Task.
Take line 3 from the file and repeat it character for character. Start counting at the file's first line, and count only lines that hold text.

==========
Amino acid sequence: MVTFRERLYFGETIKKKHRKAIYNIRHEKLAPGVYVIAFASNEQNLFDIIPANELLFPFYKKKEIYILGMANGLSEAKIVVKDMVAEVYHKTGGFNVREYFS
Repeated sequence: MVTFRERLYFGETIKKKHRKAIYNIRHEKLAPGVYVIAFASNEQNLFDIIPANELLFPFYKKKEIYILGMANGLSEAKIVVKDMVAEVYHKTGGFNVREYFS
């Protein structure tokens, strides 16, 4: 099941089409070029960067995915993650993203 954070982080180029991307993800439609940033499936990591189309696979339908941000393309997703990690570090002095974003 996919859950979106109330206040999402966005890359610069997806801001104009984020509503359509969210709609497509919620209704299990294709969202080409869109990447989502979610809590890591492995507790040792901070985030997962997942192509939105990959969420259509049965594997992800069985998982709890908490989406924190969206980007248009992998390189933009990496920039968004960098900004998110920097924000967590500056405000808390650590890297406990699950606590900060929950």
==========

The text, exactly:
């Protein structure tokens, strides 16, 4: 099941089409070029960067995915993650993203 954070982080180029991307993800439609940033499936990591189309696979339908941000393309997703990690570090002095974003 996919859950979106109330206040999402966005890359610069997806801001104009984020509503359509969210709609497509919620209704299990294709969202080409869109990447989502979610809590890591492995507790040792901070985030997962997942192509939105990959969420259509049965594997992800069985998982709890908490989406924190969206980007248009992998390189933009990496920039968004960098900004998110920097924000967590500056405000808390650590890297406990699950606590900060929950």